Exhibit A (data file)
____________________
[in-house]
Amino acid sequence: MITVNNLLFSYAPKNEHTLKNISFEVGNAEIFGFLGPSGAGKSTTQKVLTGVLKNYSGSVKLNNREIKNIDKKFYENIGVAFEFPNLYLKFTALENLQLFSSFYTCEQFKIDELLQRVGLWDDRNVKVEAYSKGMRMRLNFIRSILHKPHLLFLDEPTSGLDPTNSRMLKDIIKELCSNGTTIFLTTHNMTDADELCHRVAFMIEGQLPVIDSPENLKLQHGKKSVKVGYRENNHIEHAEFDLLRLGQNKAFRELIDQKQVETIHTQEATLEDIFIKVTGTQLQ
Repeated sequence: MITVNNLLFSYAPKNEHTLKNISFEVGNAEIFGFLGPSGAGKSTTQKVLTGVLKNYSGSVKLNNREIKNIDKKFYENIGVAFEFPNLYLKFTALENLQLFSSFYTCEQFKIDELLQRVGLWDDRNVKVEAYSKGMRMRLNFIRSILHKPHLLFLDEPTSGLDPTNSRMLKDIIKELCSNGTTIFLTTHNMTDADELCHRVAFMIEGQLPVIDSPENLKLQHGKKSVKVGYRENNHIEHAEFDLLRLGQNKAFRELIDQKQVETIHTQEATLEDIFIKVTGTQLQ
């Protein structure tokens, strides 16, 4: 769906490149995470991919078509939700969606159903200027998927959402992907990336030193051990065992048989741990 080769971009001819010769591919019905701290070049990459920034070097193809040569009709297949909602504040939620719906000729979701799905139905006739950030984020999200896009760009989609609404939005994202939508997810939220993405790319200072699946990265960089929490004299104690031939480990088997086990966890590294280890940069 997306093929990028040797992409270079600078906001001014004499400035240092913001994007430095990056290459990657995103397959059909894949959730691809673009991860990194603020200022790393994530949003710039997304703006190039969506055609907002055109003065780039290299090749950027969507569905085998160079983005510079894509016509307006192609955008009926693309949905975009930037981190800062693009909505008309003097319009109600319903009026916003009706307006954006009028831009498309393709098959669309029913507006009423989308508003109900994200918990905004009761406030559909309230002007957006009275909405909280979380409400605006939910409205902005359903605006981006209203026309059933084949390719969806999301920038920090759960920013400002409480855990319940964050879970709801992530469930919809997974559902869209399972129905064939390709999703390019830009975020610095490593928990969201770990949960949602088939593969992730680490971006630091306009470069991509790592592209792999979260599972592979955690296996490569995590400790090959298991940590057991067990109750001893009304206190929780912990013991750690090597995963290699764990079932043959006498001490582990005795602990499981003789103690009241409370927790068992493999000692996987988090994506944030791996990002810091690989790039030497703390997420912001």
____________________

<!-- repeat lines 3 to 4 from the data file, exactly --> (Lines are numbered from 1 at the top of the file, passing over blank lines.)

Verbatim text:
Repeated sequence: MITVNNLLFSYAPKNEHTLKNISFEVGNAEIFGFLGPSGAGKSTTQKVLTGVLKNYSGSVKLNNREIKNIDKKFYENIGVAFEFPNLYLKFTALENLQLFSSFYTCEQFKIDELLQRVGLWDDRNVKVEAYSKGMRMRLNFIRSILHKPHLLFLDEPTSGLDPTNSRMLKDIIKELCSNGTTIFLTTHNMTDADELCHRVAFMIEGQLPVIDSPENLKLQHGKKSVKVGYRENNHIEHAEFDLLRLGQNKAFRELIDQKQVETIHTQEATLEDIFIKVTGTQLQ
């Protein structure tokens, strides 16, 4: 769906490149995470991919078509939700969606159903200027998927959402992907990336030193051990065992048989741990 080769971009001819010769591919019905701290070049990459920034070097193809040569009709297949909602504040939620719906000729979701799905139905006739950030984020999200896009760009989609609404939005994202939508997810939220993405790319200072699946990265960089929490004299104690031939480990088997086990966890590294280890940069 997306093929990028040797992409270079600078906001001014004499400035240092913001994007430095990056290459990657995103397959059909894949959730691809673009991860990194603020200022790393994530949003710039997304703006190039969506055609907002055109003065780039290299090749950027969507569905085998160079983005510079894509016509307006192609955008009926693309949905975009930037981190800062693009909505008309003097319009109600319903009026916003009706307006954006009028831009498309393709098959669309029913507006009423989308508003109900994200918990905004009761406030559909309230002007957006009275909405909280979380409400605006939910409205902005359903605006981006209203026309059933084949390719969806999301920038920090759960920013400002409480855990319940964050879970709801992530469930919809997974559902869209399972129905064939390709999703390019830009975020610095490593928990969201770990949960949602088939593969992730680490971006630091306009470069991509790592592209792999979260599972592979955690296996490569995590400790090959298991940590057991067990109750001893009304206190929780912990013991750690090597995963290699764990079932043959006498001490582990005795602990499981003789103690009241409370927790068992493999000692996987988090994506944030791996990002810091690989790039030497703390997420912001």